It is the first of the new year, and I, like many of my optimistic fellow Americans, have a need to arm myself with resolutions; it helps us meet the uncertainty of the new year if we feel resolved to do something to improve our lots in life. Certainty is certainly reassuring. And in these uncertain times, dogma and confident, resolute leaders can be very attractive.
Yet we are currently burdened in our culture with leaders who are giving us a bad and troubling experience with certainty. Whatever you think of George W. and Dick Cheney, they are the embodiment of certainty. “I am the Decider,” proclaimed the apparently never doubtful president. Those from the John Wayne School of Manhood (or the Laura Schlessinger School of Womanhood) will most likely approve of this approach to life : and just as likely will not even question it. But I am thinking that history just may have some interesting things to say about this particular form of imperious confidence.
Personally, I agree with that wise person who famously said, “Certainty is the enemy of wisdom.”
The certainty game is better played by the young. After all, no one really expects them to be wise, and arrogance is worn better on them, as it can be understood as their compensation for naivete. But an older dude, coming off as so certain about this or that-he just looks like a preachy, stubborn old fart.
I think we have more to learn from a sweet little Buddhist nun than we have from those big, puffed-up guys who have been deciding everything for us of late. In her powerful book, Comfortable with Uncertainty, Pema Chdrn speaks to our human mind’s need to seek the security that comes from the cocoon of our certainty. Where we come up with this certainty can vary: a religious belief, a political platform, a pop psychology book that promises you the seven keys to living the Hallmark-card life. But it is this certainty that, according to Chdrn, creates our suffering as humans. We think we know who we are, who others are, but this is just our vain attempt to gird our ego (“I am invincible”) and mitigate our fear of others (“He’s no threat to me”).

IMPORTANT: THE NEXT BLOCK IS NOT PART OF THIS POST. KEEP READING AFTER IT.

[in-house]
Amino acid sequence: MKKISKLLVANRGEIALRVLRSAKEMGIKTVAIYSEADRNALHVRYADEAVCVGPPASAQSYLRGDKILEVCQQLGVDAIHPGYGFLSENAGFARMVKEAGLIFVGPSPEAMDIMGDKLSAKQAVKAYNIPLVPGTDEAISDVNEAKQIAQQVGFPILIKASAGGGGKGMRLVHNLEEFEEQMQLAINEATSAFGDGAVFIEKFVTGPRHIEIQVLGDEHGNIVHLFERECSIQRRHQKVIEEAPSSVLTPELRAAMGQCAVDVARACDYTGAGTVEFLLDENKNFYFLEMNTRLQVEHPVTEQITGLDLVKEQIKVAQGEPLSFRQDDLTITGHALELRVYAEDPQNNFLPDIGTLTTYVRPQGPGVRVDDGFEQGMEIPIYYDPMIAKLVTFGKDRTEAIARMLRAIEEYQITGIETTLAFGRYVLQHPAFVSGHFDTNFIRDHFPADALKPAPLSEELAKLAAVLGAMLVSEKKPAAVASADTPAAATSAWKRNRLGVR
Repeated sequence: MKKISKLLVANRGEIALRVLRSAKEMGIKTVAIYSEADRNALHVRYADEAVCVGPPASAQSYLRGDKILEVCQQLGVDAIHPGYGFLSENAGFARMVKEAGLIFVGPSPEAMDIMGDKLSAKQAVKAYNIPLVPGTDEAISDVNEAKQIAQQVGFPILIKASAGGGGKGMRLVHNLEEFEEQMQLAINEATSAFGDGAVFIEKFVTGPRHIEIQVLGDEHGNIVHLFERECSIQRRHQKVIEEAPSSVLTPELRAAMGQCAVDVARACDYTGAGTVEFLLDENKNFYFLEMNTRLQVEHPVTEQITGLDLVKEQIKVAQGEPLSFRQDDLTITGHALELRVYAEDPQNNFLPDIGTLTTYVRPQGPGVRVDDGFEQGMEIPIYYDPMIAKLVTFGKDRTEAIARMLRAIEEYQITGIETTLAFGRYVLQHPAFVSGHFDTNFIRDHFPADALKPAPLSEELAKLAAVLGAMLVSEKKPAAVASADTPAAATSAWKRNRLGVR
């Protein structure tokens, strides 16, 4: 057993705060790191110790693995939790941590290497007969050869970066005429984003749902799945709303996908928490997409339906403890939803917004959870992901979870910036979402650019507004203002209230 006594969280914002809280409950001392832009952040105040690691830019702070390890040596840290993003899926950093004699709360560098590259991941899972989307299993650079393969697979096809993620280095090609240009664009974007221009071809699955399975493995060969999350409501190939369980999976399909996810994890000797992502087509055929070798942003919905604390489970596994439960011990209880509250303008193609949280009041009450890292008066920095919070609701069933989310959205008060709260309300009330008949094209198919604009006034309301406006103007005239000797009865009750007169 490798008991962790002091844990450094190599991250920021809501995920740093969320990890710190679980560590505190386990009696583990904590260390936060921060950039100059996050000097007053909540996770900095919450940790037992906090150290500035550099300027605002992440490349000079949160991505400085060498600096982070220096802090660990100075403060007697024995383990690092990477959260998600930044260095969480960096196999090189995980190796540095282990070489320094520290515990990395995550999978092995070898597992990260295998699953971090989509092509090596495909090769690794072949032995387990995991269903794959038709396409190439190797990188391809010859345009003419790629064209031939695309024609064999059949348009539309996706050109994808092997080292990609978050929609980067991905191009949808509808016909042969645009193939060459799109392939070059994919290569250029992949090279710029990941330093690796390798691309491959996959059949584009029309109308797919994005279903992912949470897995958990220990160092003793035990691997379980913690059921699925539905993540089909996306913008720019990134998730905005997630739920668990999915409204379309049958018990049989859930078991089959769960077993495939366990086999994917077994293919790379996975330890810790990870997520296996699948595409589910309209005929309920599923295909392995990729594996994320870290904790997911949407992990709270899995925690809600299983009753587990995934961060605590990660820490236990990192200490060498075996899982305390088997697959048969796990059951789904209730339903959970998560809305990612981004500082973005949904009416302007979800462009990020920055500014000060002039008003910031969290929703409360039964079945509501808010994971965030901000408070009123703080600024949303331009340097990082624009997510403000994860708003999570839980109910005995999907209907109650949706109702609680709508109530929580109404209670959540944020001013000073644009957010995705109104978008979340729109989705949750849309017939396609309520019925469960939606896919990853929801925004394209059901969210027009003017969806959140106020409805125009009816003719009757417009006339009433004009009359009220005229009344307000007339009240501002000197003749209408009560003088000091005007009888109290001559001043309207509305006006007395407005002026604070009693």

The main problem with clinging to our created or adopted certainties-the “zones of safety,” Chdrn calls them-is that they too often turn out to be unreliable. A relationship you thought was forevermore suddenly falls apart. Your loving spouse is unexpectedly taken suddenly from you by death. A seemingly secure career is derailed by forces beyond your control. In response, we continue to create more certainty in our lives, moving to even more secure environments, more alarm systems, and more and more mistrust, creating separation from our fellow humans; and we are drawn to more and more dogmatic ideologies and spiritual beliefs.
“We can try to control the uncontrollable by looking for security and predictability, always hoping to be comfortable and safe,” suggests Chdrn. “But the truth is that we can never avoid uncertainty. This not-knowing is part of the adventure. It’s also what makes us afraid.”
Not only does fearing uncertainty put us to sleep and constrict our world, but it prevents us from really knowing ourselves. According to Chdrn, “The most fundamental harm we can do to ourselves is to remain ignorant by not having the courage and respect to look at ourselves honestly and gently.”
She further encourages us to become more fearless in the face of uncertainty. When faced with something about ourselves or about others that makes us afraid, we can either escape it through such maneuvers as denial, addictions, and pleasure-seeking, or we can face it. As Chdrn asks rhetorically, “Do I prefer to grow up and relate to life directly, or do I choose to live and die in fear?”
So, as I face the unknown of 2008, I will resolve to be “unresolved,” to be fearless in facing the uncertainty of what is to come-to remain open, awake, and curious.
“Everything in our lives has the potential to wake us up or to put us to sleep,” says Pema Chodron. ” Allowing it to wake us up is up to us.”